quail with no feather and no eyes ?????

Not open for further replies.


In the Brooder
6 Years
Jan 11, 2014
i have 12 quails as pets,recently i ve noticed something is wrong in one of them so i isolated it,then it got worst,feathers started falling from its head and its eyes swollen until they perished,here are some

picture of the quail..........any clue???????
Here is a site that can help. Do you have chickens?

On a personal note, and I apologize for making it sound like it's going to sound, but this quail didn't get that way over night. You should have been a little more proactive in learning of it's condition and treatment. It pains me to see a bird in this condition.

Again, I apologize for my comments.
no,actually you are right i told you it took some time till it reached this way,though i put it in a different cage trying to keep it alone to heal,thinking that maybe other quails are picking its eyes and feather,noting that i have in all 3 males and 8 females,non have this condition.
as for your question,yes i joined recently a chick male,it is young barley a week old.....
any clues????
yes i have only one in the same cage,it is like a month old,it is a male chicken,but if it was the male chicken,their is 2 other male whom are all right ,in the cage with them
OK so thats most likely where this has come from from what I can read. Remove the chicken far away and never have it back near the quail. I cant tell for sure what the quail have or if they will recover. I glanced through the page that is recommended above and there are a few diseases listed that may be what they have. Take the time and read them, you can spot the symptoms better then we can as you have the birds right there. Let us know what you think it might be and Im sure someone has dealt with it before and can help.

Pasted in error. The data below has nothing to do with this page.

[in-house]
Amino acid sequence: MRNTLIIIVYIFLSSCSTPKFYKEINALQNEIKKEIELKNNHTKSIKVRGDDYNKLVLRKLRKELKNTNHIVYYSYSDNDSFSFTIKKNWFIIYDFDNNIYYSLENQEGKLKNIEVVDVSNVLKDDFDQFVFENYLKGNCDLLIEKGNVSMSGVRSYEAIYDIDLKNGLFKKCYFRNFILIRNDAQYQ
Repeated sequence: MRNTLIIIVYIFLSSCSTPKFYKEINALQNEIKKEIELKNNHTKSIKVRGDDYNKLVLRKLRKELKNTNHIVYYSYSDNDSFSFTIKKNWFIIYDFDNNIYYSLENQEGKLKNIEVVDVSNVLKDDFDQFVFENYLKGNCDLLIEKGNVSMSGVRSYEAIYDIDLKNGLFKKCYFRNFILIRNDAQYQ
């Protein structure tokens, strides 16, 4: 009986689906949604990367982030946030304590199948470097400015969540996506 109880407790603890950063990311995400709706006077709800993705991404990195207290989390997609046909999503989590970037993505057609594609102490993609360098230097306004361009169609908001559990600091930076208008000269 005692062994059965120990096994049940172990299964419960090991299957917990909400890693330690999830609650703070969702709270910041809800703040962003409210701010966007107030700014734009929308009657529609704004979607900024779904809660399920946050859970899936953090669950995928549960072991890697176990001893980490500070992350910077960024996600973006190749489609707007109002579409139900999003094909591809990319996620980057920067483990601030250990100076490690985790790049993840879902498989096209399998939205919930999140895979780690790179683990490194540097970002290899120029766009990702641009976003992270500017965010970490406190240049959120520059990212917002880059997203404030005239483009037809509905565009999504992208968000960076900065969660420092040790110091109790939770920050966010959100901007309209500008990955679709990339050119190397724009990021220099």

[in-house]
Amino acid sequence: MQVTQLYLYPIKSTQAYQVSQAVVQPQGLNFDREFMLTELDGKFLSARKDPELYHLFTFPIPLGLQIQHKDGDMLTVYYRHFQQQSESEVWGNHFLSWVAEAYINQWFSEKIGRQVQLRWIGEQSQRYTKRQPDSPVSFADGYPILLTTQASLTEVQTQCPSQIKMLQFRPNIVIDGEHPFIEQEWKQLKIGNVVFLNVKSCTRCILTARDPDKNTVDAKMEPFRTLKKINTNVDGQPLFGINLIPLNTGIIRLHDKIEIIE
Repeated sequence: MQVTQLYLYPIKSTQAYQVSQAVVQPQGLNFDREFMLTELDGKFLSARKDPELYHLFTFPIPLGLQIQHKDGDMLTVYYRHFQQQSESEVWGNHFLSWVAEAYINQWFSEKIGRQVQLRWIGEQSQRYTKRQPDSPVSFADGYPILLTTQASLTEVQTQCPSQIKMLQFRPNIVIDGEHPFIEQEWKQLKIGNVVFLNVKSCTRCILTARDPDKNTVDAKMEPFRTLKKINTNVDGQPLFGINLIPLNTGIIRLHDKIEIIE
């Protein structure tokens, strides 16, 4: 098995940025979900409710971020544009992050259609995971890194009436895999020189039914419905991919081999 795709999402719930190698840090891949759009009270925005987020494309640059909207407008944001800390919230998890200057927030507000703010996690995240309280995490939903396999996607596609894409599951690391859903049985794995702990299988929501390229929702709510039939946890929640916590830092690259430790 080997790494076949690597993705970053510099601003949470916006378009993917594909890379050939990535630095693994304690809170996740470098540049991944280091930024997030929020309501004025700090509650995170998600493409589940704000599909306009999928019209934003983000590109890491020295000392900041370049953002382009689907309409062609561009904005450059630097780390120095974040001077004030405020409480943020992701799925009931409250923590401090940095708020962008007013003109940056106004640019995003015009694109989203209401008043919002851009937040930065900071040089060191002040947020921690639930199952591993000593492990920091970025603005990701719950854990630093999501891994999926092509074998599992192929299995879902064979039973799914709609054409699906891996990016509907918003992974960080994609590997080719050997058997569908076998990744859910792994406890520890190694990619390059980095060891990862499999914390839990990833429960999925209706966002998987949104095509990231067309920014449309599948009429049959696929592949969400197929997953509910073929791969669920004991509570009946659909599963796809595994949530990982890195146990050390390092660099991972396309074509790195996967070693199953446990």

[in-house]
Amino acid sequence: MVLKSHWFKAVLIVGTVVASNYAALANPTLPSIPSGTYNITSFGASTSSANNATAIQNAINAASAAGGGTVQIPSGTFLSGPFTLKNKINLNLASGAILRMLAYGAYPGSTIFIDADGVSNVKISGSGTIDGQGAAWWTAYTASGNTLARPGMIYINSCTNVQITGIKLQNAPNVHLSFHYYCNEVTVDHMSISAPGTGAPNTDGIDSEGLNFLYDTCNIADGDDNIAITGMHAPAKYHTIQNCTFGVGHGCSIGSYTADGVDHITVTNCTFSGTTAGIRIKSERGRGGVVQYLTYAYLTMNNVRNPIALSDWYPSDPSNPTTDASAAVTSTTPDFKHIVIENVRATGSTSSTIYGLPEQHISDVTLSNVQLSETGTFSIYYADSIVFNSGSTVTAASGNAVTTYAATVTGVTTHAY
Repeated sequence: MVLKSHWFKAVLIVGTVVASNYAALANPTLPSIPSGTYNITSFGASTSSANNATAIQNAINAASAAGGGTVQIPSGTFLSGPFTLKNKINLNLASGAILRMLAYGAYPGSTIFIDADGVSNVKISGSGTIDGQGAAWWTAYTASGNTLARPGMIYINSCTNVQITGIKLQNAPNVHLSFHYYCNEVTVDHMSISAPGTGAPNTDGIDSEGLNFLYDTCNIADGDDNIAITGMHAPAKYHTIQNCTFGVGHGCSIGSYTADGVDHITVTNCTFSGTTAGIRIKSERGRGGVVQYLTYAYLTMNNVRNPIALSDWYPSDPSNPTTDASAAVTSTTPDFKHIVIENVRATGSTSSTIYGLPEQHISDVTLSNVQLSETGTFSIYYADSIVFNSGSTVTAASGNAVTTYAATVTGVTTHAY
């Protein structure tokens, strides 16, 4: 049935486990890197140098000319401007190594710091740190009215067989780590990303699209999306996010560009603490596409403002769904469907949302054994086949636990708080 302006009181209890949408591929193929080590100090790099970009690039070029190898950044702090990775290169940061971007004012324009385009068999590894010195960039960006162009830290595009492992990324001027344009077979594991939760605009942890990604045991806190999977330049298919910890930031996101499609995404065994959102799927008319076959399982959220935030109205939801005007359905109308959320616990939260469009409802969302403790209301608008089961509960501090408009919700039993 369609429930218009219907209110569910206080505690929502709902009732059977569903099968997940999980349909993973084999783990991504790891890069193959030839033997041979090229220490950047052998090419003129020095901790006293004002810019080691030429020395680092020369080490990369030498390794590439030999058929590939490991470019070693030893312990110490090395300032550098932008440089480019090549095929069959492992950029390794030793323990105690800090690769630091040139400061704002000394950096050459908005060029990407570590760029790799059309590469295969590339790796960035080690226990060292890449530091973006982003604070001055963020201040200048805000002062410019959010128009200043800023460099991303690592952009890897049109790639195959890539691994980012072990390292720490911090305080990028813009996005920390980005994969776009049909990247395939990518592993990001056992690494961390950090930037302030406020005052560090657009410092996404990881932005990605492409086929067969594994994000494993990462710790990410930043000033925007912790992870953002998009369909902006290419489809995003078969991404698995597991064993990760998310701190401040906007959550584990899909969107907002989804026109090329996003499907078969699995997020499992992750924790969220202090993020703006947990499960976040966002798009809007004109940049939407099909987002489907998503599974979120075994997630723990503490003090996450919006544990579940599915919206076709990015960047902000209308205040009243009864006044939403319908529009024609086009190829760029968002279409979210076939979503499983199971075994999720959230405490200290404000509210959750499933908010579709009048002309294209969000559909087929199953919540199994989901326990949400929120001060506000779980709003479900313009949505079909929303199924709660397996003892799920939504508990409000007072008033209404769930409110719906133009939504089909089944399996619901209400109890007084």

it could be from fighting, but is there only one quail like that, or more? Take the time and check them each over and see if they are hiding anything.
Euthanize that poor bird immediately, please. If you don't know how watch the video in my signature on slaughtering quail. I'ts unacceptable to let a animal suffer that much.

Everyone remember how I always say, if a gamebird bleeds or is weaker than the rest it must be removed from the cage immediately, or the other birds will cannibalize it? This is exactly why. The bird may very well have an illness but the other birds removed it's eyes.

You can't keep 3 roosters with 8 hens. You can only keep 1. If you keep two roosters in the same cage, they must be raised from birth, have at least 6 hens each, and have about 3 sq ft per bird of floor space.

You need to do a lot of research on how you are keeping these quail. Read all the articles listed here. Read the link in my signature to the UC davis gamebird guide.

You may not like what I had to say, but it needed to be said.
thank you all for the replies but i did not get any answer yet???
is their a cure for the bird??
i have again 3 male quails and 8 female quails,between them all i raised a rooster...they were all right at first.
then i realized one of them is as you saw it,then i took him away in another cage,some of the other quail may have lost feathers on their heads too..
i read on this forum it is all right to raise quails and chickens together..???
thank you all for the replies but i did not get any answer yet???

i read on this forum it is all right to raise quails and chickens together..???

Euthanize that poor bird immediately, please.
OK, are you kidding me???? I sent a link of poultry diseases. You couldn't take the time and effort to review it to see which infection best matches the one in your photos?? Your quail has a disease that was transmitted from your chicken to your quail. It is called Coryza: